– Our commitment to fight against the violence of neoliberalism that is once again seeking to present itself as the unique line of thought and end of history. We know our diversity, our history and our struggles signal the beginning of better times.

– Our commitment to transform the ways we relate to one another, leaving behind and fighting against every kind of domination and oppression against women, indigenous peoples, youth and everyone who is marginalized and persecuted in this society."

Read the full declaration here.


2018 Sound Food Uprising Summit, Hosted by Beecher’s Foundation
The 2018 Sound Food Uprising Summit is a gathering of regional and national thought leaders working together to change the demand for unhealthy food in Puget Sound through education, cooking, and advocacy. Speakers, schedule, and tickets.
FRI, FEB 9, 7pm
Alexia Allen and Daniel Kirchhof ‘Soil, Hands, And Heart: A Year Of Very Local Eating’
18900 168th Ave NE (located at Northshore UCC) Woodinville, WA. Woodinville residents Alexia and Daniel spent all of 2017 eating only foods gathered by hand. If they wanted salt, they went to the ocean. If they wanted maple syrup, they tapped the trees along their street. They transformed their suburban lawn into a bountiful garden called Hawthorn Farm. Animals, from rabbits to chickens to a cow, joined the party. Human helpers came to milk the goats and weed the onion patch, and also brought exotic gifts like hand-harvested macadamia nuts and lemons. But could they all pull off a hand-harvested wedding feast for eighty people? Hear their stories live and in person (and find out what they have been eating in 2018). Their presentation documents the long road to resilient deliciousness, right here in your neighborhood. What’s their next challenge—and yours? Movie is 45 minutes. Directors/Speakers: Alexia Allen and Daniel Kirchhof. Story Details. Details of event.
THURS FEB 22, 7pm
Kimberly Foster – Don’t Wait to Create Change
Location: 1524 Harvard Ave, Seattle. Kimberly Foster studied African American Studies at Harvard, where she started For Harriet, which reaches over 2 million visitors a month. This makes it a leading voice for Black women’s storytelling and journalism. At this event Foster will present on what it means to take a proactive approach when creating social change. The audience will be able to interact and ask Ms. Foster questions. This event is free and does not require pre-registration. More info.
TUES FEB 27, 7:30pm
Jonathan Kauffman ‘How Hippie Foods Changed the Way We Eat’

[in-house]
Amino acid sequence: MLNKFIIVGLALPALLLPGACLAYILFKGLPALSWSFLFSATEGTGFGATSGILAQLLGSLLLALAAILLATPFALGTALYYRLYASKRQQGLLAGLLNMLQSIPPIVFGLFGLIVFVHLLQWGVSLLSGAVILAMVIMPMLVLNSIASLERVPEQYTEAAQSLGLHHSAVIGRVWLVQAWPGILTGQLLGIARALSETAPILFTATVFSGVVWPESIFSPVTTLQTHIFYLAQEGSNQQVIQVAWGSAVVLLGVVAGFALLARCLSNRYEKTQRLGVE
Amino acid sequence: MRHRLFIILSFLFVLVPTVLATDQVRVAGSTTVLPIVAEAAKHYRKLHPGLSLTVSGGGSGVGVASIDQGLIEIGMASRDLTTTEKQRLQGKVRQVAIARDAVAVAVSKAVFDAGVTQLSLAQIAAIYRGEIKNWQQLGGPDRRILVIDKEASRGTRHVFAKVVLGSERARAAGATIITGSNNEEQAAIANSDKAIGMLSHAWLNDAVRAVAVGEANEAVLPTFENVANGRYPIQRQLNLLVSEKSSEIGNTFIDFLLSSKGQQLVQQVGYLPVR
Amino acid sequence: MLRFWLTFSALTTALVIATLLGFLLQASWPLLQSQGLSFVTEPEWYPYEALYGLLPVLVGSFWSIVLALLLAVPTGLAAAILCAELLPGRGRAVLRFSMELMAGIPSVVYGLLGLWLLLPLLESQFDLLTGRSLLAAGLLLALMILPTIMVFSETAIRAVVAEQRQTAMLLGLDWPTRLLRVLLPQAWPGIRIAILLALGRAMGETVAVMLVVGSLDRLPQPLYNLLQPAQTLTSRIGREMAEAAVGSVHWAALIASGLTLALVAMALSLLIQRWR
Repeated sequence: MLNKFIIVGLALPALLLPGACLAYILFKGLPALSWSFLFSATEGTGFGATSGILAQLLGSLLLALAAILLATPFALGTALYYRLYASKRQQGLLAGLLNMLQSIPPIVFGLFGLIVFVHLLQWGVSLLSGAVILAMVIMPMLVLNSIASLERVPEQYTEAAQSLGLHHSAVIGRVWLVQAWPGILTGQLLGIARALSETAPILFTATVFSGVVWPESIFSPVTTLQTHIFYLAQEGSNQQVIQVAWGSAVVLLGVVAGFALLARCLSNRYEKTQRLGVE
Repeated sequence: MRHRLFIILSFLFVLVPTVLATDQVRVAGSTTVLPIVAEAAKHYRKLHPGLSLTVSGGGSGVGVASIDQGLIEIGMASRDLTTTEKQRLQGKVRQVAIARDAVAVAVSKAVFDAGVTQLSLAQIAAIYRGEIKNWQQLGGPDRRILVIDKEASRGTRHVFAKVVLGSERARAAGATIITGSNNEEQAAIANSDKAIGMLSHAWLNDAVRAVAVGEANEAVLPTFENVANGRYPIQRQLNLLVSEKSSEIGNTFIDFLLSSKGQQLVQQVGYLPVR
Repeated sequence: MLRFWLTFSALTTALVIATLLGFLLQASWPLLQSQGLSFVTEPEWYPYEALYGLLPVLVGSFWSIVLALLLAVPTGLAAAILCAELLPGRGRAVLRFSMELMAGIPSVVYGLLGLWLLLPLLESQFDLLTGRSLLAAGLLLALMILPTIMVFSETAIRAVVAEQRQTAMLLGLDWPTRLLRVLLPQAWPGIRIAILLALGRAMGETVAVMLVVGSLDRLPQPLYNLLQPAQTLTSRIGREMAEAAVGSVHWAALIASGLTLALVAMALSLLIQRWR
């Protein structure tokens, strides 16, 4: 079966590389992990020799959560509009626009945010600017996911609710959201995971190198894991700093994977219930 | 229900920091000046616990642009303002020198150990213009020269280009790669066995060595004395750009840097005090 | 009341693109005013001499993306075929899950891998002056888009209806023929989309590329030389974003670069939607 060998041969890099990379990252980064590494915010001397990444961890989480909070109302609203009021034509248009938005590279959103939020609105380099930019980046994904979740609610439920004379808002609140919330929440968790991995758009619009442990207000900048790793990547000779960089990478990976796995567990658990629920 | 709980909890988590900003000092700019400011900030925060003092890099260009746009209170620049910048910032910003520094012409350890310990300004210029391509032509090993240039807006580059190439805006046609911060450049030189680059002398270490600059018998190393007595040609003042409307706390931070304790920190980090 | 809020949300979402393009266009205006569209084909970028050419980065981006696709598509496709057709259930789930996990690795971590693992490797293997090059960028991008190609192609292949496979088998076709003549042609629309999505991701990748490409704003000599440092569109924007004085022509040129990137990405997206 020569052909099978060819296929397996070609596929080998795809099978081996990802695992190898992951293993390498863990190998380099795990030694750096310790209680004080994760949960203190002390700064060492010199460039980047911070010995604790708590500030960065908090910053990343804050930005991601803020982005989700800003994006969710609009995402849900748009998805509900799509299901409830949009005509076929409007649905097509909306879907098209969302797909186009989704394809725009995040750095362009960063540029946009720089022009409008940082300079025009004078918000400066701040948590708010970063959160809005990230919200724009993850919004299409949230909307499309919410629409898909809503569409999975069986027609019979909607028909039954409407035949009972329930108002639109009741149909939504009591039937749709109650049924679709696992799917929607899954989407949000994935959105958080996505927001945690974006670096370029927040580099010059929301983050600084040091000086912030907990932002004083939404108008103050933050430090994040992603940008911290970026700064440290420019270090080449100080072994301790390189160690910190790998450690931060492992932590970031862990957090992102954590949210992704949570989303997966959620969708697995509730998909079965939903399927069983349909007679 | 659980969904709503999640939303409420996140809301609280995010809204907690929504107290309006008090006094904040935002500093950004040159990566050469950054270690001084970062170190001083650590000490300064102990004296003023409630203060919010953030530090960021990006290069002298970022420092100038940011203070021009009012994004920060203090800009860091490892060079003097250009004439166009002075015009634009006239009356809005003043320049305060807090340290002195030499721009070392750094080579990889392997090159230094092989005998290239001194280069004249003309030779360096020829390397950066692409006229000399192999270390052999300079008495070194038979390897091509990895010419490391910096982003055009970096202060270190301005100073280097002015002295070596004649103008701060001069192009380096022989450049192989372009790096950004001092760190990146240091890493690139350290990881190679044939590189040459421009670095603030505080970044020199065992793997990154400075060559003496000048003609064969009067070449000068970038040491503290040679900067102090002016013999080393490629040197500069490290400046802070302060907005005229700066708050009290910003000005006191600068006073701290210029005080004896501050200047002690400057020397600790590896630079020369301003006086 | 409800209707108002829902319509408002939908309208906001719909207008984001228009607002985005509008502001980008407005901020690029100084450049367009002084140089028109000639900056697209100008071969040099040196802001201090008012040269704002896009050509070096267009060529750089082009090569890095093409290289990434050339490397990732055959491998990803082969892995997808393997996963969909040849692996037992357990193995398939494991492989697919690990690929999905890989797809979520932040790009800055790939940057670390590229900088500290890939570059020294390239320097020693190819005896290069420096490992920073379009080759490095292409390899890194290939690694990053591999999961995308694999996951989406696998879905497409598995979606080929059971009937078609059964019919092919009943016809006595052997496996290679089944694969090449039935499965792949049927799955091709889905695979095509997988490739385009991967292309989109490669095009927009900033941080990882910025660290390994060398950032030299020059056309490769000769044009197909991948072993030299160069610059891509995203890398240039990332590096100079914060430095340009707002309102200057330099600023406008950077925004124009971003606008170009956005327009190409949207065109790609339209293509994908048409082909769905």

Westside School, 10404 34th Ave SW, Seattle, WA. How did foods such as sprouts, tofu, yogurt, brown rice, and whole-grain bread enter our lexicon as health-food standbys? In his book Hippie Food: How Back-to-the-Landers, Longhairs, and Revolutionaries Changed the Way We Eat, food writer Jonathan Kauffman traces the colorful origins of once unconventional foods, and the diverse fringe movements, charismatic gurus, and counterculture elements that brought them to the mainstream. Jonathan Kauffman is a line cook turned journalist, and an International Association of Culinary Professionals and James Beard Award–winning staff writer at the San Francisco Chronicle. He served as the restaurant critic at the East Bay Express, Seattle Weekly, and SF Weekly for more than a decade, and has contributed regularly to San Francisco magazine, Lucky Peach, and Wine & Spirits. Presented by Town Hall Seattle and Westside School as part of the Arts & Culture series. Doors at 6:30PM. Tickets are $5 and can be purchased online here
THURS MAR 8, 7:30-9:00pm
Temple Grandin ‘Different Kinds of Minds’
UW Kane Hall Hall 130, Seattle. Temple Grandin is a Professor of Animal Science at Colorado State University. Grandin did not talk until she was three-and-a-half years old. Now a prominent author, speaker and advocate for autism and animal behavior, she has been featured in radio, print and film. Today half the cattle in the United States are handled in facilities she designed. Grandin shares her amazing story. Admission: $5. This lecture has reached capacity. As a courtesy, the Graduate School will offer standby seating on a first-come, first-served basis beginning at 6:45 pm in Kane Hall. Any reserved seats not taken by 7:15 pm will be offered to our guests in the standby line. UWAA and UWRA members receive advance registration for the series. Registration is also open for the general public. For more information, contact the UW Alumni Association at 206-543-0540 or email. Event details.
TUES MAR 20, 7-8:30pm
A Reading with Honor Moore
The Fireside Room at Hotel Sorrento on 900 Madison Street. Honor Moore is a poet, memoirist, and writer. She will discuss and read some of her most recent pieces of work. Her most recent book, The Bishop’s Daughter, is about a father who takes wife and nine children from a wealthy lifestyle to work with urban poor, leadership in civil right, and peace movement while being a bishop in New York for 2 years. More information.
WED MAR 21, 7:30
Ashley Dawson – The Peril and Promise of Urban Life in the Age of Climate Change
Columbia/Hillman City 3515 S Alaska St. Ashley Dawson is a professor of English and environmental studies. His argument is that urban cities are ground zero for climate change. He highlights that even though the world’s megacities are located on coastal zones, they are not prepared for the rising sea levels that are occurring because of the dense cities emitting off access carbon. Dawson will highlight the future of our cities, and urges cities to invest in modifications to prepare for these circumstances. Doors will open at 6:30pm. Tickets ($5) and more info here.